Gering, NE

Discuss Breed Specific Legislation and local county laws on pit bull ownership.
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heather
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Gering, NE

Postby heather » Sat Oct 27, 2012 8:08 pm

Gering, Nebraska looking at an ordinance targeting pit bulls and rottweilers.

http://blessthebullys.wordpress.com/201 ... s-rotties/

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Re: Gering, NE

Postby heather » Thu Nov 08, 2012 7:55 pm

crosspost from blessthebullys:

I spoke with the Gering city clerk today, and she advised the agenda for next Monday's meeting will be posted by Friday afternoon, so we'll know at that time if the ordinance will be discussed at the next meeting. In the meantime, please continue to send your polite, respectful and informative opposition to BSL to the Gering officials.

http://blessthebullys.wordpress.com/201 ... s-rotties/



Gering City Council to research dangerous and vicious dog ordinance

Posted: Oct 23, 2012

In light of a recent pit bull attack the Gering City Council has some decisions to make.



Georgetta Weimer of Gering was washing her car when her neighbor's two pitbulls came into her yard.



One of the pitbulls chased her into her garage.



The police arrived on the scene to help contain the pit bull and to address a verbal confrontation between the Weimers and their neighbor.



The Weimers appeared at the gering city council meeting to discuss new ordinances for vicious and dangerous dogs.



Gering City Council member Monette Ross says the incident scared the couple.



"That it was very, very frightening and they're concerned for themselves, also for little kids that'll be running around through the neighborhood etc. And they wanted city council to do something to protect them."



Ross says the City Council will turn the case over to the city's attorney to research other cities dog ordinances.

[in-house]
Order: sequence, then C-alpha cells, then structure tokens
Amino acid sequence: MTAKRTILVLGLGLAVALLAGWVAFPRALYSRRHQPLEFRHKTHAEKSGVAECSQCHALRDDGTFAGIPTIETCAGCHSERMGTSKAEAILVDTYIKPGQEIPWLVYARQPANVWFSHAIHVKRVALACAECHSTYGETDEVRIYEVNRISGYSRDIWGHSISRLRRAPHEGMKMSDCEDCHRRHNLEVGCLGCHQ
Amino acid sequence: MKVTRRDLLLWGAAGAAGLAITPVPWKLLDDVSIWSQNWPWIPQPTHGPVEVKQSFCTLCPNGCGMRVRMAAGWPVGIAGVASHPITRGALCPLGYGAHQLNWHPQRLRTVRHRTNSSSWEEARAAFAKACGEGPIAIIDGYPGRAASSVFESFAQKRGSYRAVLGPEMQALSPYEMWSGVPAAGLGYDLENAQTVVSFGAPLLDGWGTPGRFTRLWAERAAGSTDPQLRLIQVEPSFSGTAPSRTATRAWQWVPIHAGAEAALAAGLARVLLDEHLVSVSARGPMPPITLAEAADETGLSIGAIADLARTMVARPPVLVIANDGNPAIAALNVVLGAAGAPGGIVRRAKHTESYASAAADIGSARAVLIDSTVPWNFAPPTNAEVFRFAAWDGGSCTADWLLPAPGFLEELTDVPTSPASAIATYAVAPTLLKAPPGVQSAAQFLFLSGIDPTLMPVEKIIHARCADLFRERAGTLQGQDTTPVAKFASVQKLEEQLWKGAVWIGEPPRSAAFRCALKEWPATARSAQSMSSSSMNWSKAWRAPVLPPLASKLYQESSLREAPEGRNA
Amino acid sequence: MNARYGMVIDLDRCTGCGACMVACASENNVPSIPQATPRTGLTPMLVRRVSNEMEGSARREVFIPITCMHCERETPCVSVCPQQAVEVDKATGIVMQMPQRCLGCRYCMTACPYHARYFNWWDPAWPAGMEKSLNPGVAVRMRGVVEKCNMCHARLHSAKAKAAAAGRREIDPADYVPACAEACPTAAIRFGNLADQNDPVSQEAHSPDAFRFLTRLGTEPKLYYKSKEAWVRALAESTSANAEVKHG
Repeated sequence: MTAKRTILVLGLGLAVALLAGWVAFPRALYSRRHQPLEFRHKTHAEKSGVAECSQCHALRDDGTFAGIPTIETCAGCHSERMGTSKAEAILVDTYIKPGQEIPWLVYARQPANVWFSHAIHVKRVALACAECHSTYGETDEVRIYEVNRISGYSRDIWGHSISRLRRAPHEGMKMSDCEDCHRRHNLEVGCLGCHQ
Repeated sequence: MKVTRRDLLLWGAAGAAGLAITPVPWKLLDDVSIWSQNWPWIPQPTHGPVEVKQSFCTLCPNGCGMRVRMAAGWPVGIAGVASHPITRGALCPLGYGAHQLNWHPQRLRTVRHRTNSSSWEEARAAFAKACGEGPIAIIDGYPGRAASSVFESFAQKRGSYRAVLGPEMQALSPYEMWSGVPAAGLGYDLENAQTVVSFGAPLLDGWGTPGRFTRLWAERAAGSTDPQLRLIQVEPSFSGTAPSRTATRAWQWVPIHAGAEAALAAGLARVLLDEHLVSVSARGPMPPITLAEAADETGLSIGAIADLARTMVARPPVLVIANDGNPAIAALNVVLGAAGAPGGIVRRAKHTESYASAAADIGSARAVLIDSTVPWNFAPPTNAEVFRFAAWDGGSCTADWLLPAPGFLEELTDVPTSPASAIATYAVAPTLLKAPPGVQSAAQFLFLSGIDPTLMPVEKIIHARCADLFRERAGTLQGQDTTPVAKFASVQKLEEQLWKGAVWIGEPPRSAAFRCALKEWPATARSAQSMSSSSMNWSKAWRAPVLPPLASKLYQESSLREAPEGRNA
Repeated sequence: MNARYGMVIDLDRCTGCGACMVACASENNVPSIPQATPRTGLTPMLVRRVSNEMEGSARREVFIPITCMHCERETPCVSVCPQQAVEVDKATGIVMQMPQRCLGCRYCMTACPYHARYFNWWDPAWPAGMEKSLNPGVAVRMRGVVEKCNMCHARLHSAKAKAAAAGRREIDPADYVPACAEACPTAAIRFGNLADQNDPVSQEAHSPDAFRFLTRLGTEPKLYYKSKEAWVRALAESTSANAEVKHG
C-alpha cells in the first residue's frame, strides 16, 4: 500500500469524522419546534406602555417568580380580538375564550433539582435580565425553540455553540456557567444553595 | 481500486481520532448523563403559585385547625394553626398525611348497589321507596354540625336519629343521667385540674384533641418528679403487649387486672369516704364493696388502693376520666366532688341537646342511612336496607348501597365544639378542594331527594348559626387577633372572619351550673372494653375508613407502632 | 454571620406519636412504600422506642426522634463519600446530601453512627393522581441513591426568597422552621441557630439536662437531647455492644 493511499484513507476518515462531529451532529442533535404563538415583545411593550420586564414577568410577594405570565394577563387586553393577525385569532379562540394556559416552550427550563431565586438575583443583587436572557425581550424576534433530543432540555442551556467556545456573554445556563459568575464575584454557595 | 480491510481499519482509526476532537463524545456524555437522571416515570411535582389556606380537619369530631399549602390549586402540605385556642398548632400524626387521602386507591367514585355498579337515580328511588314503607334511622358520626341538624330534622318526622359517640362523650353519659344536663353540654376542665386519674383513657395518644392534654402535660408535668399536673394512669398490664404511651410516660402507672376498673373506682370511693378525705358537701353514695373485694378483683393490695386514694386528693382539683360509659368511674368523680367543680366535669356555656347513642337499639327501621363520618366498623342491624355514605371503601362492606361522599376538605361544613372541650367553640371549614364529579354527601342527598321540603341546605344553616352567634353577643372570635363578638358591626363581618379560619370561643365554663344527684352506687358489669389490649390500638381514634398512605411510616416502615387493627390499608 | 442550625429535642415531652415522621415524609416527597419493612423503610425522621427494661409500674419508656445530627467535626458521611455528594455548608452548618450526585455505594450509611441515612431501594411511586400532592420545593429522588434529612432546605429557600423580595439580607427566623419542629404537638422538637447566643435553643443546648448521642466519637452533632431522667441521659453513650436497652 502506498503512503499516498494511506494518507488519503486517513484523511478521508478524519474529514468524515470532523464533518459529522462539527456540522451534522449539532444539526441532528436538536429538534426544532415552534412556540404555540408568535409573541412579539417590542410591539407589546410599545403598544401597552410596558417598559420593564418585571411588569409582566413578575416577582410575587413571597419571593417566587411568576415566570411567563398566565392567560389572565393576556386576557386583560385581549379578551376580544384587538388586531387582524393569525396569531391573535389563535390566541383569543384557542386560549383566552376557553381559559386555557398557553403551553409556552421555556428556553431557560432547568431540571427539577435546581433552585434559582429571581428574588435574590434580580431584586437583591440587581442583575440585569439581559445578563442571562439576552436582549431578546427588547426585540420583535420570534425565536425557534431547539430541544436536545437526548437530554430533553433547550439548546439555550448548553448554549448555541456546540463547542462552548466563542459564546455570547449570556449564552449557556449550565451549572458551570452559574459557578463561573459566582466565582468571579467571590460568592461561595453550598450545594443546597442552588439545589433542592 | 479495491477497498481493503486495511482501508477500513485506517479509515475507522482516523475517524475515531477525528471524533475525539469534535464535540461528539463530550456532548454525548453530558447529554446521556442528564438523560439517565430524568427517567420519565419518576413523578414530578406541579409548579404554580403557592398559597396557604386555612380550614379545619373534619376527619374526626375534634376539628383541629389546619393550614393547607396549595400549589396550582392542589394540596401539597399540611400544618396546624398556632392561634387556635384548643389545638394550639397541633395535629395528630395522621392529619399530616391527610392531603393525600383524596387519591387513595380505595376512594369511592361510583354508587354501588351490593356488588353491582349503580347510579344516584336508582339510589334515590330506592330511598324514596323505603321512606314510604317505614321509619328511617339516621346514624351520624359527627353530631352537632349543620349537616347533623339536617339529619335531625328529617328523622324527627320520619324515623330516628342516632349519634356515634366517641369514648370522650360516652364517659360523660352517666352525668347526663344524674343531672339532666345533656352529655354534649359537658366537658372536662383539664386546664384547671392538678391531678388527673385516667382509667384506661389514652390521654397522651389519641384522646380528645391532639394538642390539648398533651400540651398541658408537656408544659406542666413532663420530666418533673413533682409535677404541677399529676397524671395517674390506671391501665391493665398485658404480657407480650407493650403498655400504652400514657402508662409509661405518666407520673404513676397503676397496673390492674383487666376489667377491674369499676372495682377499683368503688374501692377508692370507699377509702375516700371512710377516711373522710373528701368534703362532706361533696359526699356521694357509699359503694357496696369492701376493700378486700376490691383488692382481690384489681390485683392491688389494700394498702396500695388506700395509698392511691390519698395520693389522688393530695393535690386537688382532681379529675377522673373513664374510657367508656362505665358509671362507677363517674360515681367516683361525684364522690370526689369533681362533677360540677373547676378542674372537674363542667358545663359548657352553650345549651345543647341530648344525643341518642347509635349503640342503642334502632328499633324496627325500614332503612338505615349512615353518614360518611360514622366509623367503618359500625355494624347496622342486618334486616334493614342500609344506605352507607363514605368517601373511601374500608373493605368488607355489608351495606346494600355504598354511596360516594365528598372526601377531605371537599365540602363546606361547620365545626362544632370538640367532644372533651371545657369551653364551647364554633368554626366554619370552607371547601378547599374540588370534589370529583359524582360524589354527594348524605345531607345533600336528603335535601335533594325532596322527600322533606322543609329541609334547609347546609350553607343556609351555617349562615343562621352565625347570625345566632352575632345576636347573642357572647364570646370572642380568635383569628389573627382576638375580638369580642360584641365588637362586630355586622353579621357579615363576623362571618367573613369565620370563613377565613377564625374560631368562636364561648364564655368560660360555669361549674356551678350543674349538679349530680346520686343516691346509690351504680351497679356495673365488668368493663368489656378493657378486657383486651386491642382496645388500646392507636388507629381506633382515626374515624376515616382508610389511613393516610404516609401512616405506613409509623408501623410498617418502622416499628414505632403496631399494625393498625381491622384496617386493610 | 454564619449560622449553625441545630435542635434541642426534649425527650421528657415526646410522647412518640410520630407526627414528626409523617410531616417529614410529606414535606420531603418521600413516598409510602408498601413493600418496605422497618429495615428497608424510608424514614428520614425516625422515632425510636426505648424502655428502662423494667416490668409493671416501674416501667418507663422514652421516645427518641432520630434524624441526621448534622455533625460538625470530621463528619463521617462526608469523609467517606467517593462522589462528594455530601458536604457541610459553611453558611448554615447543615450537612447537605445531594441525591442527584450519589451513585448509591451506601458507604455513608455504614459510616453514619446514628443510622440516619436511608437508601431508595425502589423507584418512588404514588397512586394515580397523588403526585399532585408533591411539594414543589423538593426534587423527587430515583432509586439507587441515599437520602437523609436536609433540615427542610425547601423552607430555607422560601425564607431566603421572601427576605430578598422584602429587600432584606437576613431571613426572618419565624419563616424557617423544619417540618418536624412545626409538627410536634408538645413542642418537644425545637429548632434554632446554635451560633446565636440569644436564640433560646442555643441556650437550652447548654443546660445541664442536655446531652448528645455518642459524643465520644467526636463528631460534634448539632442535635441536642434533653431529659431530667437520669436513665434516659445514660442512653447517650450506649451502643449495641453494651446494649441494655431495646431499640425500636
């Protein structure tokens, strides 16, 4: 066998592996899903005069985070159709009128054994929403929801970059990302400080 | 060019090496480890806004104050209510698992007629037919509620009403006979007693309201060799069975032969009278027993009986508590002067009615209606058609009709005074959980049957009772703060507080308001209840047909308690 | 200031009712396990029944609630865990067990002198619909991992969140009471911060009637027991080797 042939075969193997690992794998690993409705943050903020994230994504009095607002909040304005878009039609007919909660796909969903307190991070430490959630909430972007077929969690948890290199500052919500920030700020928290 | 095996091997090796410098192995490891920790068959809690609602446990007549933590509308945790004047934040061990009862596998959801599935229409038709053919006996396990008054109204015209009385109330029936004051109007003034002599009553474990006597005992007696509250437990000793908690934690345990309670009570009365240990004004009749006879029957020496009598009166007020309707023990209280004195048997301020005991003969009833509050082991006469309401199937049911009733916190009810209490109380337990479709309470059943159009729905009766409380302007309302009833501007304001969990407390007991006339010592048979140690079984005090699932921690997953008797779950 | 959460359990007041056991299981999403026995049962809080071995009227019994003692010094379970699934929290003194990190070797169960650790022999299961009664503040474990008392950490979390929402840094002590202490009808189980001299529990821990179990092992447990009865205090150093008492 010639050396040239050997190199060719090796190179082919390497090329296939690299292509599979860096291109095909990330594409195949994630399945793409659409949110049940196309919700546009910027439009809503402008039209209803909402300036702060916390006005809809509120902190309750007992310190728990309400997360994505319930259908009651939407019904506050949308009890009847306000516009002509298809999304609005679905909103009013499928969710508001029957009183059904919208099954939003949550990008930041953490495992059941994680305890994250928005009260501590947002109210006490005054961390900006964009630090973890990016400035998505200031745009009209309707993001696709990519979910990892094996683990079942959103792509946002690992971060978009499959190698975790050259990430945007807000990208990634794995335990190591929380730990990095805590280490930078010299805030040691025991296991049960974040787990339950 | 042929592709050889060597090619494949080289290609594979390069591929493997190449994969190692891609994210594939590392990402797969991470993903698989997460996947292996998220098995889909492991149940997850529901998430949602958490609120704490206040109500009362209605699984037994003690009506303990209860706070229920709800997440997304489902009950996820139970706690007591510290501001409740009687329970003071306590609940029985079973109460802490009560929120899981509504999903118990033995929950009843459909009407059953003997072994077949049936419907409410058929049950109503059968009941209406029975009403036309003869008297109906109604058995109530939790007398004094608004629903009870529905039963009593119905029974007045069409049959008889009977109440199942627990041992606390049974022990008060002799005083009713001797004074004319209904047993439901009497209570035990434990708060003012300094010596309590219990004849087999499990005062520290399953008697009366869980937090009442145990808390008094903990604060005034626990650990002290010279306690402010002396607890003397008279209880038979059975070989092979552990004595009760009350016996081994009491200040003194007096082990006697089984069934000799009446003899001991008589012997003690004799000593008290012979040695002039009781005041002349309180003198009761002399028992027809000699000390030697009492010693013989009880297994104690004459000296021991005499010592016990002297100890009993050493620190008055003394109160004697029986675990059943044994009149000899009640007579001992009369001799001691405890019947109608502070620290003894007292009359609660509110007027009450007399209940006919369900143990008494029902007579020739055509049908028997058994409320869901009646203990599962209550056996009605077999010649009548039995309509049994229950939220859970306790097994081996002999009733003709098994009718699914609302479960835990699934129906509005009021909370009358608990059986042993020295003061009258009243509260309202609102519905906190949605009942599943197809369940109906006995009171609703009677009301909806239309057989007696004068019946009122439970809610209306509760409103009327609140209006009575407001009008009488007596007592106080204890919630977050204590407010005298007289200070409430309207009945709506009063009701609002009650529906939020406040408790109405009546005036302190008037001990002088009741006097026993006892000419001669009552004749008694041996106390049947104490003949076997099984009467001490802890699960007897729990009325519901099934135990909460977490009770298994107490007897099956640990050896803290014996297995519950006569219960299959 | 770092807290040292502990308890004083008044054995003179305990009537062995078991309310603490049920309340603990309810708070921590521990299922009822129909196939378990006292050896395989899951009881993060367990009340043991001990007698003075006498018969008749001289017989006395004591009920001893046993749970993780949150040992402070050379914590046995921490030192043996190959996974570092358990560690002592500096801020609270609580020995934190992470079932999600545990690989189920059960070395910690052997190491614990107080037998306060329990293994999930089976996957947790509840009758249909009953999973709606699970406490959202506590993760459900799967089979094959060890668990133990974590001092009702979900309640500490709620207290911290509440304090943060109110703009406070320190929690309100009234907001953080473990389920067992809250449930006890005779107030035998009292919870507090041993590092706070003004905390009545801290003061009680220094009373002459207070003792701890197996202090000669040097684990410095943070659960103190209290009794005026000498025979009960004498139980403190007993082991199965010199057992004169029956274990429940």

http://www.kotanow.com/story/19895472/g ... gerous-and

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heather
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Re: Gering, NE

Postby heather » Mon Nov 19, 2012 9:55 am

For citizens interested in the discussions in Gering, the city council has appointed a special ad hoc committee to consider dog ordinance issues. The committee will meet Monday at 4:30 p.m. at Gering’s City Hall.


The original alert for Gering, Nebraska can be found here:
http://blessthebullys.wordpress.com/201 ... s-rotties/




OPINION: Dog control





When Gene and Georgetta Weimer’s dog suffered after being attacked by a neighbor’s pit bull, they expected some action. Their neighbor, Eric Franke, was fined $100 for allowing his dog to run at large, although their dog required hundreds in dollars of veterinary care.

As responsible citizens, the Weimers took their case to the Gering City Council. They described the horrific attack that their dog suffered, the chaotic scene that preceded it and the two surgeries that their dog underwent. They even provided pictures of the dog’s injuries.
“When an aggressive, dangerous animal is allowed to roam a neighborhood, who’s owner takes no responsibility for his or his animals actions, a neighborhood turns into something dark, mistrusting and unsafe,” Georgetta Weimer wrote in a letter to the Star-Herald.